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The toiler. [volume] (Cleveland, Ohio) 1919-1922, November 06, 1920, Image 14

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Persistent link: https://chroniclingamerica.loc.gov/lccn/sn88078683/1920-11-06/ed-1/seq-14/

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AGE 14
SATURDAY, NOV. 0, 192.
Soviet Russia and the World's Workers
By P. J. Prokop.
The most striking characteristic of Bolshevism
s the panicky fear it produces among all the non
assential proiessionals and nonproductive classes
af people. As a contrast to this effect upon the
aonesential and idle class of people stands the
friendly support it receives among the bulk of es
sential workers and wealth producers of all Na
tions who, either by study of communist doctrine
r by close contact with its principles at work, see
in it the only means of solving the present chaotic
wodition of anarchy in production, which is not
aalculated for the benefit of the whole Nation, but
simply for the profit of a few individuals, and
irance leads to the destitution of a great majority
f workers.
That al! those who thus get acquainted with the
bolshevik principles of soviets-at-work clamor for
it is demonstrated by the examplary solidarity of
Soviet Russia under bolshevik leadership, and its
steadfast support by the workers of other coun
tries. Thus we have to accept that from the stand
point of the workers. The Soviet form
is considered to be the best system of
government ever devised and put into
practical operation for, by, and through the.
masses. Therefore the attempt of the nonessential
professionals and nonproductive, wealthy classes
to uppress this bolshevist movement of hundreds
f millions of wealth-producing workers, by force
f militarism, looks to be a tremendous task.
What Successful Intervention Requires.
It would require a permanent standing army com
posed of black mercenaries, cossacks of old czarish
?ualityr ignorant Japanese and Turks. Disregard
ing a few professional rowdies and hoodlums, the
American, French and British workers would find
it deep beneath their dignity to lend themselves as
tools of the international capitalist clique for such
a dirty job as enforcing wage-slavery upon the
workers of Europe.
American troops are chiefly composed of wagd
tarners and small business men. Both of these
classes, in times of peace, are exposed to the
exploitation and oppression of the same big busin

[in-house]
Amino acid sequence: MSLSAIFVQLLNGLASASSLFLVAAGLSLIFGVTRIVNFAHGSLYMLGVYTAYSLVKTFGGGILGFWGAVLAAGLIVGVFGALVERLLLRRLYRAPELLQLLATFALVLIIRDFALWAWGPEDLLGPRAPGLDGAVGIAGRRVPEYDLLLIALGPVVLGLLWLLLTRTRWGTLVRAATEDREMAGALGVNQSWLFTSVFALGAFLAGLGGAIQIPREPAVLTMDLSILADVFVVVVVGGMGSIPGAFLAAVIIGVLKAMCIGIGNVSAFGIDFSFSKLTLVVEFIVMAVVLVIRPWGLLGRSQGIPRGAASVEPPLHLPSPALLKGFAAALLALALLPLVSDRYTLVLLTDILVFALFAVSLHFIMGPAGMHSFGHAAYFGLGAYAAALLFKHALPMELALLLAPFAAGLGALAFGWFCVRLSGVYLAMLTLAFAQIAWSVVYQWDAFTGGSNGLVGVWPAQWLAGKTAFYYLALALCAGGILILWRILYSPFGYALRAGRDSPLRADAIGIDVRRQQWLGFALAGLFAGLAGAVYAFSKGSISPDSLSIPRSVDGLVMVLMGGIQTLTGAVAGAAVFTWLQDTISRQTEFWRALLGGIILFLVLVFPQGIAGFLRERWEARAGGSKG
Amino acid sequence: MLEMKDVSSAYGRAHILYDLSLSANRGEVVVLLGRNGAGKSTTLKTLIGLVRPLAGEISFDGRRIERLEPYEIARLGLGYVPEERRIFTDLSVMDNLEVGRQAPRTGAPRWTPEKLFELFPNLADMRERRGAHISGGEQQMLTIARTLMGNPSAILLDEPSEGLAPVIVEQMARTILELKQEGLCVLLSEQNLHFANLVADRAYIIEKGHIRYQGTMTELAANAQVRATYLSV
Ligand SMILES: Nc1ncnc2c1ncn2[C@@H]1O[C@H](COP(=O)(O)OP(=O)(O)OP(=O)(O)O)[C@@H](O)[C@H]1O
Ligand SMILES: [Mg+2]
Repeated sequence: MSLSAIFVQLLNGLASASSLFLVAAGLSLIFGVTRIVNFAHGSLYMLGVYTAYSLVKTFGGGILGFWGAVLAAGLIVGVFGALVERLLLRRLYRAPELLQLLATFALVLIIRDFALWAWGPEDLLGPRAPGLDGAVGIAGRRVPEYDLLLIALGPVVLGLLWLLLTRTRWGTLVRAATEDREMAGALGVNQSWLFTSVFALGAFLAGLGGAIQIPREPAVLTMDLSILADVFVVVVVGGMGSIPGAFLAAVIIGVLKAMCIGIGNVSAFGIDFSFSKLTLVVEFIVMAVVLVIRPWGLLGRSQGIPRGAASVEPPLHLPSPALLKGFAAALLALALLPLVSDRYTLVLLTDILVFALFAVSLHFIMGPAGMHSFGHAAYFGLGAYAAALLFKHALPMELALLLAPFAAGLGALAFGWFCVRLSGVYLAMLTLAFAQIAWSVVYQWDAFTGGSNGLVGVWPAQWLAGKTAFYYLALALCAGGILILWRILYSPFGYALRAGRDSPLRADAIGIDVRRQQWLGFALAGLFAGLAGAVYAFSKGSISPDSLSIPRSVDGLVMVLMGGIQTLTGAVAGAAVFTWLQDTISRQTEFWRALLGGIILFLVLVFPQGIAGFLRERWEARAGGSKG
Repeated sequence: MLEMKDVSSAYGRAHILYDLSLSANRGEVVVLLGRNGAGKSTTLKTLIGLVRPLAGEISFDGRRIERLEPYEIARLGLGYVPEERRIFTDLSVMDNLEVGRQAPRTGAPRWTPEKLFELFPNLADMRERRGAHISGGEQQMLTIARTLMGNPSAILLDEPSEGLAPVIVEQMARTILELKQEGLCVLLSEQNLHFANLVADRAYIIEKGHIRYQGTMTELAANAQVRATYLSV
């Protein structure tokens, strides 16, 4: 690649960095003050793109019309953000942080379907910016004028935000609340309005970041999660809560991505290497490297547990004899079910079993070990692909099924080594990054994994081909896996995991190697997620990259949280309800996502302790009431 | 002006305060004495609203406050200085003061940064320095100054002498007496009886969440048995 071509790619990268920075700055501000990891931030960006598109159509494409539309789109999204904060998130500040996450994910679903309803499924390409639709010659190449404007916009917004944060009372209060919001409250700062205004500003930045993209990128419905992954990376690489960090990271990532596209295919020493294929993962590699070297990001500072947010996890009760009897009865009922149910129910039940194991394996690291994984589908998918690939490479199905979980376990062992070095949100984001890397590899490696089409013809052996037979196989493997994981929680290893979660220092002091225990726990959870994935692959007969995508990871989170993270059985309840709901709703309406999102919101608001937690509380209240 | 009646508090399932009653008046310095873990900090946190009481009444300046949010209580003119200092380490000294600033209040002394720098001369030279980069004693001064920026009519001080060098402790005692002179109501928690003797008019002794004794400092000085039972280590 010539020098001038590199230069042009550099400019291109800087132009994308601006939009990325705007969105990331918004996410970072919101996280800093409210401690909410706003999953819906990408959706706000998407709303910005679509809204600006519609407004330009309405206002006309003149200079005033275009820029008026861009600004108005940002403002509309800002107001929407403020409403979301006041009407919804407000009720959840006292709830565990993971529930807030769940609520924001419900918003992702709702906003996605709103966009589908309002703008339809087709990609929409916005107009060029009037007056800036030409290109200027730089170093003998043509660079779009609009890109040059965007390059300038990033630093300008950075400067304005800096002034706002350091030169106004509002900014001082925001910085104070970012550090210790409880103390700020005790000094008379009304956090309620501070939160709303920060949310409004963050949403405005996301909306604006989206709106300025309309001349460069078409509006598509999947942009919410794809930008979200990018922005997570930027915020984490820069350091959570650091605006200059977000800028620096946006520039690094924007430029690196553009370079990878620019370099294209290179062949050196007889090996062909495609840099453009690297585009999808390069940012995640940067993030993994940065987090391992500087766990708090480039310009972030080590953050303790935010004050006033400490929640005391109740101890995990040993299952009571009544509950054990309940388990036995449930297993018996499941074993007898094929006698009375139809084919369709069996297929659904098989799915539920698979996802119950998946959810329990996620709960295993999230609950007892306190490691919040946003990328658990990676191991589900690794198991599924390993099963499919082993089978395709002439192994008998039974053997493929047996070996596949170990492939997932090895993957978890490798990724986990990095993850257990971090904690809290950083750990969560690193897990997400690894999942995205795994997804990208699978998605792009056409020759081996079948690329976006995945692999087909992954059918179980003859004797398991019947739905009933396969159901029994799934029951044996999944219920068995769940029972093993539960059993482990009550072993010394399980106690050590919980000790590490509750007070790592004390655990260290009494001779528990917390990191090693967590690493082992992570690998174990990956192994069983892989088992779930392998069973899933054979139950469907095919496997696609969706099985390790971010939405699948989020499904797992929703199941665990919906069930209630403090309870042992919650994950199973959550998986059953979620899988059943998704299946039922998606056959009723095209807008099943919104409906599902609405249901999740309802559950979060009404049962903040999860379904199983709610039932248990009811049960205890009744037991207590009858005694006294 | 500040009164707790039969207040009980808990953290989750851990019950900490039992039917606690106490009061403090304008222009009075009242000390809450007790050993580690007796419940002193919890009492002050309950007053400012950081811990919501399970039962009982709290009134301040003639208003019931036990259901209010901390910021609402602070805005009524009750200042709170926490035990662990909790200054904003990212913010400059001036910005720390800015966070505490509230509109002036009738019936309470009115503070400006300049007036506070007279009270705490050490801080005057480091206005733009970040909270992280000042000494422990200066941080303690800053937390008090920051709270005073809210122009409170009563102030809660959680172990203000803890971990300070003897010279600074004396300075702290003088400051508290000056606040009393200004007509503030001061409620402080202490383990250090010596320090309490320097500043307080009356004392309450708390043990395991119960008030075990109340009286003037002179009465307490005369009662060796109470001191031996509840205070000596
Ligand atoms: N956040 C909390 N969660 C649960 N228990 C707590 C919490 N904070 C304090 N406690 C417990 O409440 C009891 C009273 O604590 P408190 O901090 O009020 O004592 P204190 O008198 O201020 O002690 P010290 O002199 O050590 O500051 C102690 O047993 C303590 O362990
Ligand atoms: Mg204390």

ess which now so ardently recommends the
policing of Europe by the Allied troops ; the same
big business, that through its press, incites the
ignorant people against the Soviets. But the small
American business men, whom only the dread of
life-long wage-slavevy drove to business careers,
realize that the nucleus of common evil resides in
the power that the few- "nothing-doers" derive
from the old and outlived conceptions of "right and
order" which have now become intorable and which
we, like our brothers in Europe, must change.
Taken from this point of view, the result is that
the American soldiers will favor and may support
the emancipating movement of the European work
ers. Would Mean Civil War At Home.
But even if we could examine the future in the
most unfavorable light, we can see that a success
ful meddling into internal affairs of the Workers'
Republics would require, first of all, the autocratic
imposition of mass militarism of the blackest type,
which is impossible without a serious opposition
and contant clashes between the military and civi
lian elements at home.
This in turn would paralyze production and com
merce so seriously that no sane man would find it
profitable. Coupling this with the desperate op
position the working class of Europe would put up
in concert with Soviet Russia, the consequences
look too horrible for any picturization. Only a
madman can recommend intervention. But the
bourgeois rulers of the world are indeed madmen
and when they set out on this impossible undertak
ing they only seal their own doom.
More than 52 per cent of all the workers in
the steel industry labor 12 HOURS A DAY. More
than 26 per cent are SLAVES SEVEN DAYS A
WEEK ! More than 66 per cent of all the employ
ees of the steel and iron industry earn 5 to 25 per
cent less than what the government stipulates as
essential foi !'fe. These two industries afford the

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